Tag Archives: Arduino

DS18B20 Sensor Based Thermometer with Nokia 5110 LCD display

Hi guys welcome to this tutorial. Today we will be building a simple temperature monitor using the DS18B20 sensor with a Nokia 5110 LCD Display and an Arduino mega.

The DS18B20 digital temperature sensor gives a 9-bit to 12-bit Celsius temperature readings and also has an alarm function with nonvolatile user-programmable upper and lower trigger points. The sensor communicates via the 1-Wire communication protocol and thus by definition requires only one data line (and ground) for communication with a central microprocessor. Among the special features of this sensor, is an operational mode in which it can derive power directly from the data line (“parasite power”), eliminating the need for an external power supply line.

DS18B20 Sensor Based Thermometer with Nokia 5110 LCD display – [Link]

Imitation Fireplace Using Cool Mist and LEDs

A convincing artificial fire effect for the holiday season, using NeoPixel LEDs, an Arduino UNO, and a cool mist module.

The instructions for this are actually pretty simple, basically you just need to get the materials, and put them all together. The only technical part is soldering the wires onto the NeoPixel stick, and uploading the code to the Arduino. So let’s start with the NeoPixel LEDs.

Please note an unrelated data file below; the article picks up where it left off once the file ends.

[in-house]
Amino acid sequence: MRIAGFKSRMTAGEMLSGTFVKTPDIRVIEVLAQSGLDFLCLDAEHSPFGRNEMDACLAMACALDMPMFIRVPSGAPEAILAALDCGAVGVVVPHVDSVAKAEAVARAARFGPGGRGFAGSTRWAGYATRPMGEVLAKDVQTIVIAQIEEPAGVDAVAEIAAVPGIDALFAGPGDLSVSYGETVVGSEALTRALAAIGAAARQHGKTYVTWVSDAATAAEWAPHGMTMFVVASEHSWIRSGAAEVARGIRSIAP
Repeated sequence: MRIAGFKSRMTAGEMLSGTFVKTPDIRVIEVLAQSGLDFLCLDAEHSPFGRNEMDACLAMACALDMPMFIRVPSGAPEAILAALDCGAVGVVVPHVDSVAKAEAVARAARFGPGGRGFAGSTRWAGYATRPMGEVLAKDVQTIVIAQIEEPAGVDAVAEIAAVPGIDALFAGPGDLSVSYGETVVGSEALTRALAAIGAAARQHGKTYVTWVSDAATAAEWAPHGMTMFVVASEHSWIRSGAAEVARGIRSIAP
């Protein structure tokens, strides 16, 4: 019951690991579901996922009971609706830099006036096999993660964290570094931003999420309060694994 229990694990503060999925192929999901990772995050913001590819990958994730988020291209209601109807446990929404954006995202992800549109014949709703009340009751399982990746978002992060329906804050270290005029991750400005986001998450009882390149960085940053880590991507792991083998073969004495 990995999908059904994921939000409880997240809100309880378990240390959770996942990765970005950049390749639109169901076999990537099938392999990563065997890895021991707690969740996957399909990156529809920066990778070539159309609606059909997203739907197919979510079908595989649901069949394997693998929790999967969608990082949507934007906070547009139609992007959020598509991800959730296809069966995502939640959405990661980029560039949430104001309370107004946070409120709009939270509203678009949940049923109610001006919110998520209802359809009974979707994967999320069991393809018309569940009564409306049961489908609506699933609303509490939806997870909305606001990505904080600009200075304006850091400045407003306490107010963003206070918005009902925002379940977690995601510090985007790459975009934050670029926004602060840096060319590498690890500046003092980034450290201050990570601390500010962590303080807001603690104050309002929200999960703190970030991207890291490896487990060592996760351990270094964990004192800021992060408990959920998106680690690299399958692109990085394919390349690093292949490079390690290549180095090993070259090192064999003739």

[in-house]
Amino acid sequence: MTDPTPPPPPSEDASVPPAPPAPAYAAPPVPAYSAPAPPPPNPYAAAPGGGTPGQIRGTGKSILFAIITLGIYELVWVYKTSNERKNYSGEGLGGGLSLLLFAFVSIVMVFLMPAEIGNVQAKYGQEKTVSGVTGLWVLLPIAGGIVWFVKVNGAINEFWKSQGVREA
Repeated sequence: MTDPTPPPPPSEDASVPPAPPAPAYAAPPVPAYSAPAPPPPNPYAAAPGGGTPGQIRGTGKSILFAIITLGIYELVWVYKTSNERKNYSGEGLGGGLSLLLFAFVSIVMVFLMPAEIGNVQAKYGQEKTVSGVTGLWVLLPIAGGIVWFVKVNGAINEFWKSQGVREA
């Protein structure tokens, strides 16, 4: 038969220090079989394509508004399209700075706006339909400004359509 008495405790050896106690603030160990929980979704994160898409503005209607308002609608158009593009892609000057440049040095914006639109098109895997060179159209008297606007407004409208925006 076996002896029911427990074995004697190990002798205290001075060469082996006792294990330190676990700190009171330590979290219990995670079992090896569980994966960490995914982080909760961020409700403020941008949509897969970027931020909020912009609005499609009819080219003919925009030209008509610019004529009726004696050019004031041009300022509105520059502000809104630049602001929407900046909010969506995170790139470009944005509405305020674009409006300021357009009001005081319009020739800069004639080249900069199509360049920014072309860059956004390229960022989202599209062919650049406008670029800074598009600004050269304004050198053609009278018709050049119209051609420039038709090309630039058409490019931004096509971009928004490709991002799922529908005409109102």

Imitation Fireplace Using Cool Mist and LEDs – [Link]

Open-Source NB-IoT Shield for Arduino

This completely open-source LTE shield uses the latest and greatest CAT-M NB-IoT technology optimized for low-power IoT devices! by Timothy Woo @ hackster.io:

With the emergence of low-power IoT devices with cellular connectivity and the phase-out of 2G (with only T-mobile supporting 2G/GSM until 2020), everything is moving toward LTE and this has left many people scrambling to find better solutions. However, this has also left many hobbyists facepalming with legacy 2G technology like the SIM800-series modules from SIMCOM. Although these 2G and 3G modules are a great starting point, it’s time to move forward and SIMCOM recently announced their new SIM7000A LTE CAT-M module at a developer’s conference. How exciting! 🙂

Open-Source NB-IoT Shield for Arduino – [Link]

Meduino Mega2560 Pro Mini Board

This Arduino board called Mega2560 uses the ATmega2560 microcontroller and is offered in a reasonable price. The microcontroller used has 16 analog inputs,  54 digital IOs and is working on 5V voltage. Epalsite electronics designed the small board exactly for this microcontroller. You can buy it e.g. on ebay.com for 12.99 USD.

Specification of ATmega2560: